Trail - 95.7FM
Castlegar - 90.3FM
Grand Forks - 103.3FM
Creston - AM 1340
Nelson - 106.9FM
Crawford Bay - 101FM
New Denver - 93.5FM
Kaslo - 95.3FM
Nakusp - 103.1FM

Fastbacks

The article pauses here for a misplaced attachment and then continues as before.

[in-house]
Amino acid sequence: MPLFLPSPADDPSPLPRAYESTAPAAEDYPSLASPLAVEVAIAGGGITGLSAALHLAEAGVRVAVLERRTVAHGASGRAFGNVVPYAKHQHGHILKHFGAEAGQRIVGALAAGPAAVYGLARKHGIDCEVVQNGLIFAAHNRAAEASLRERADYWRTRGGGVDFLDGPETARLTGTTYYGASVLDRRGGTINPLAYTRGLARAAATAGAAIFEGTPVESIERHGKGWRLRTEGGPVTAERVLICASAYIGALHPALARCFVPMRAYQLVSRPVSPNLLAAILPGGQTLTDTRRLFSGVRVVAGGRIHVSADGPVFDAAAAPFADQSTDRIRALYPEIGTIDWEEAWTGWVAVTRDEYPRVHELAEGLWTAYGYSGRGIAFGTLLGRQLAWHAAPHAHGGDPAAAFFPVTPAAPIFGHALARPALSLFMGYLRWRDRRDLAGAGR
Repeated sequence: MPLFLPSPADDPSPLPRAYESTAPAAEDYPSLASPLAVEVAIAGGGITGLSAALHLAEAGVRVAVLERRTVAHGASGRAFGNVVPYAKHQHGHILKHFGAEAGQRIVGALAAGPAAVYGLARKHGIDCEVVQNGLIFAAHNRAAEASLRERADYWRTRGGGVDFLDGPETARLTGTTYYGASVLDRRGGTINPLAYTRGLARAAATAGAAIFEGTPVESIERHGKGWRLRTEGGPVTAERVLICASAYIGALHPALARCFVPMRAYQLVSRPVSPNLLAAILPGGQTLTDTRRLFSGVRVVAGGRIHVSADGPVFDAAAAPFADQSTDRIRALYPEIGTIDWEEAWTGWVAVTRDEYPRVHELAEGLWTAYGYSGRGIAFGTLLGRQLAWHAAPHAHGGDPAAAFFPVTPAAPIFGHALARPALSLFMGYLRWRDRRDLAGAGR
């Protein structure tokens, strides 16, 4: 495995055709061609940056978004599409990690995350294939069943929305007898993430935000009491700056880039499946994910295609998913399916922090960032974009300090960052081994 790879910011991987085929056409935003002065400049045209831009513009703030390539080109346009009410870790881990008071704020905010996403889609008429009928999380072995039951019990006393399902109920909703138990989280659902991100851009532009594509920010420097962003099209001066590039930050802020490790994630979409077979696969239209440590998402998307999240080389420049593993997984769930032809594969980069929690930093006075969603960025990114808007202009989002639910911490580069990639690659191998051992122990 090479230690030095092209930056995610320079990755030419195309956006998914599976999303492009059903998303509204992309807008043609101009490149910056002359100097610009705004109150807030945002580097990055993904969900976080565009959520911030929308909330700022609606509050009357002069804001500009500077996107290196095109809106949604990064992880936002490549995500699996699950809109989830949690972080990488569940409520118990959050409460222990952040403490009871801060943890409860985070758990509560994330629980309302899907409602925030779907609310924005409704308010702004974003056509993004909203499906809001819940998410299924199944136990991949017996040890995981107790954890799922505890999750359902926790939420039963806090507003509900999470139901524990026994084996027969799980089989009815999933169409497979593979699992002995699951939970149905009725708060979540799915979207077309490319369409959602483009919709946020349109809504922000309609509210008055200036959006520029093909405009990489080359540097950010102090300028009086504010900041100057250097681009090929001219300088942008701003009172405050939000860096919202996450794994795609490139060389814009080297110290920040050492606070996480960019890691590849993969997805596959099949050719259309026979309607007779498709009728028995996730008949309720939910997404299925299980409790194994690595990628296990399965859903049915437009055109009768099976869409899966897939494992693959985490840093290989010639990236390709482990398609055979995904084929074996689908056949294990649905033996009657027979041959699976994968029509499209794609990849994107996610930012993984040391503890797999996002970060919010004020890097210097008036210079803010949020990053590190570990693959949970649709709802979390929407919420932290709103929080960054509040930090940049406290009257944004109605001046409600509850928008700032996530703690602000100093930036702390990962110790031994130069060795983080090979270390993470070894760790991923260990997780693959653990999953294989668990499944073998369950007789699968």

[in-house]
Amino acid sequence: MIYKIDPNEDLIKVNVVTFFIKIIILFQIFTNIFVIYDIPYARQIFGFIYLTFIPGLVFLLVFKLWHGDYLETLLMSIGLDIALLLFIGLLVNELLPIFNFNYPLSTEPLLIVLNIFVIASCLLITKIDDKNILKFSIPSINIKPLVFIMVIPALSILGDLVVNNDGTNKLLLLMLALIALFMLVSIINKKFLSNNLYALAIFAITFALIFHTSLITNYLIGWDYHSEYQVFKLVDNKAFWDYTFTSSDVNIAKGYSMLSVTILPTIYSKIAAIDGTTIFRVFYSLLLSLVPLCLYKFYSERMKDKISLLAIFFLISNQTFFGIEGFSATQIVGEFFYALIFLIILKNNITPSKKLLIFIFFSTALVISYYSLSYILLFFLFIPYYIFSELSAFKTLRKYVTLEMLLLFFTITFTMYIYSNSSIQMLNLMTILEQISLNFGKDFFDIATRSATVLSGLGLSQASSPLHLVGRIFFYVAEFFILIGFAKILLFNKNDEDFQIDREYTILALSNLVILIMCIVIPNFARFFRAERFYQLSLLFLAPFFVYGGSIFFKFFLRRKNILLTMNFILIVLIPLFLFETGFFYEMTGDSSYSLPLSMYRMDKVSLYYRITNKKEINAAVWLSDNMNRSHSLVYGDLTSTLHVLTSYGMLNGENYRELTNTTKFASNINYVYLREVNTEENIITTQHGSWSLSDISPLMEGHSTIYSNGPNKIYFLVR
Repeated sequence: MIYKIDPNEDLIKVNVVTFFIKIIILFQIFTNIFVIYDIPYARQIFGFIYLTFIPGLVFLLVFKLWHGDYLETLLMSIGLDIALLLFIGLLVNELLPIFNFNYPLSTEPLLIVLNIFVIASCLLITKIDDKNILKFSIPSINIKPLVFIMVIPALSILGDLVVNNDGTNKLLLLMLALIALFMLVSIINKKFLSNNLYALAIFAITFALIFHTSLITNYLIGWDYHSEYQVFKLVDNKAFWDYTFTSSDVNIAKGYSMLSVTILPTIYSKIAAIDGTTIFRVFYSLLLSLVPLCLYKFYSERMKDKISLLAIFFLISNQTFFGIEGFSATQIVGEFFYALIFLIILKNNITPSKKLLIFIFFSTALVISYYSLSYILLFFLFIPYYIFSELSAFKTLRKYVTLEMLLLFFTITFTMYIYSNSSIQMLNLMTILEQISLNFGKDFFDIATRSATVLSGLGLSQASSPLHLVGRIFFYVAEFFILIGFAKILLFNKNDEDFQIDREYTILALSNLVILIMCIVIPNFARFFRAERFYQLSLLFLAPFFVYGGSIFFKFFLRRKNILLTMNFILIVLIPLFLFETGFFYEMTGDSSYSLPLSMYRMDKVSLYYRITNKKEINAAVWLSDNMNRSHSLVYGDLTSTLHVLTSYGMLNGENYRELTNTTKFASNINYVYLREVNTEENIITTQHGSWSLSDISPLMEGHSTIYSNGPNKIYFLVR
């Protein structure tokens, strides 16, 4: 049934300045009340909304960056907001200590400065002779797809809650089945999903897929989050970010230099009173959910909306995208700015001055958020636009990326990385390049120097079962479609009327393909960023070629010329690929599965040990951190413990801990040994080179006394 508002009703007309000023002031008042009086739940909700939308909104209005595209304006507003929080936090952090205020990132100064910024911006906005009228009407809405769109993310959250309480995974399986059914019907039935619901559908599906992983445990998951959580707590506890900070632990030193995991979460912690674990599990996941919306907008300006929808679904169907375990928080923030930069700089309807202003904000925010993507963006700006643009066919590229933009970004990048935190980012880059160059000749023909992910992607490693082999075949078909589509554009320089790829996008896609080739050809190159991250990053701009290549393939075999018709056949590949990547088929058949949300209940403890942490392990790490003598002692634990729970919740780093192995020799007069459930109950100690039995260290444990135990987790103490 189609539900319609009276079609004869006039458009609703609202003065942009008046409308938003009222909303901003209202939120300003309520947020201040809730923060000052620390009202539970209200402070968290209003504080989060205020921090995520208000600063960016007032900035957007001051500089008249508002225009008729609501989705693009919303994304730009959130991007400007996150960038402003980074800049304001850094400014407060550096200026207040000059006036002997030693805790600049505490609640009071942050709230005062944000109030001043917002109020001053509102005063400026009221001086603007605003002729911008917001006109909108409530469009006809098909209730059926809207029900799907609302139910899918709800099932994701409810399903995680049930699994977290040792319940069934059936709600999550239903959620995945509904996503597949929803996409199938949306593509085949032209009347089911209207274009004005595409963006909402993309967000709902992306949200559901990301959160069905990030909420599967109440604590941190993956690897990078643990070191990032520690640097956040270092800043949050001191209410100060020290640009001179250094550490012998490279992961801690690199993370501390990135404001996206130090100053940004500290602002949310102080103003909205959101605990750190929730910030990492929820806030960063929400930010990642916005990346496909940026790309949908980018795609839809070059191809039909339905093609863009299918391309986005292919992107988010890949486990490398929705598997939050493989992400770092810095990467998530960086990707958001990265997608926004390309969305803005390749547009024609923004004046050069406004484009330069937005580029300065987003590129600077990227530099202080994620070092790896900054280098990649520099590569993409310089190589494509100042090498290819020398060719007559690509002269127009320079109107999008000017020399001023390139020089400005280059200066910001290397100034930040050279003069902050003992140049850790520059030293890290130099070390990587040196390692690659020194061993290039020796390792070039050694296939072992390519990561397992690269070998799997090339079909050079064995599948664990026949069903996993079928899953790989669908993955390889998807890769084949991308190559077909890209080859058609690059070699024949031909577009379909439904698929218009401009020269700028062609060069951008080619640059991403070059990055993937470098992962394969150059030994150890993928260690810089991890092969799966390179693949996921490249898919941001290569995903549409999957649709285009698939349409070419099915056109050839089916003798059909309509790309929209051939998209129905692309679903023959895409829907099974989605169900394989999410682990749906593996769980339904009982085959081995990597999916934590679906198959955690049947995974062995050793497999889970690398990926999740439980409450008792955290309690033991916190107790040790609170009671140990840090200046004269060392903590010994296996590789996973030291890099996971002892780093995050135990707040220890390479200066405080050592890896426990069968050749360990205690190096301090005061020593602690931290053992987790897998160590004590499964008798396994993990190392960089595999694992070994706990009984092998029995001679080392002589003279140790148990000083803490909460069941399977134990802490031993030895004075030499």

One of the few first-wave punk bands who not only survived to the end of the century but did so with their original sound and focus intact, Fastbacks were formed in Seattle, WA, by three high school friends, Kurt Bloch, Kim Warnick, and Lulu Gargiulo. Bloch and Warnick began playing guitar in high school while Gargiulo took lessons in classical guitar at age seven but never played rock & roll until joining the band (though photos she took at local rock shows caught Bloch's eye, sparking a friendship). All three shared a great enthusiasm for both Queen and the Ramones; Gargiulo also loved '60s pop music, Warnick was big on '70s hard rock, and Bloch's taste embraced both. In classic punk rock fashion, Fastbacks were born when Gargiulo saw some nameless band playing at a local punk club who were so horrible that she was convinced even she could do better. With Gargiulo teaching herself rock guitar, Bloch on drums, Warnick on bass, and a friend named Shannon Wood on vocals, Fastbacks began practicing in the fall of 1979 and played their first show the following February. Later that year, Wood dropped out, Warnick stepped up to the vocal mike, and Bloch abandoned the drums to take over as lead guitarist, resulting in a core lineup that would remain in place for the next 20 years. The band then hired the first of a very long line of drummers, 15-year-old Duff McKagen, who would leave after about a year to move to Los Angeles, where he later joined a fairly popular hard rock band (estimates at the number of drummers who have worked with Fastbacks range from 12 to 20). In April 1981, the band released their first single, "It's Your Birthday"/"You Can't Be Happy," which found their basic sound already firmly in place -- loose, scrappy punk rock with strong pop hooks, punctuated by Bloch's Rick Nielsen-meets-Johnny Ramone guitar solos, Warnick and Gargiulo's singalong harmonies, and Bloch's songs, which struck a balance between self-effacing humor and introspective self-analysis without sounding pretentious.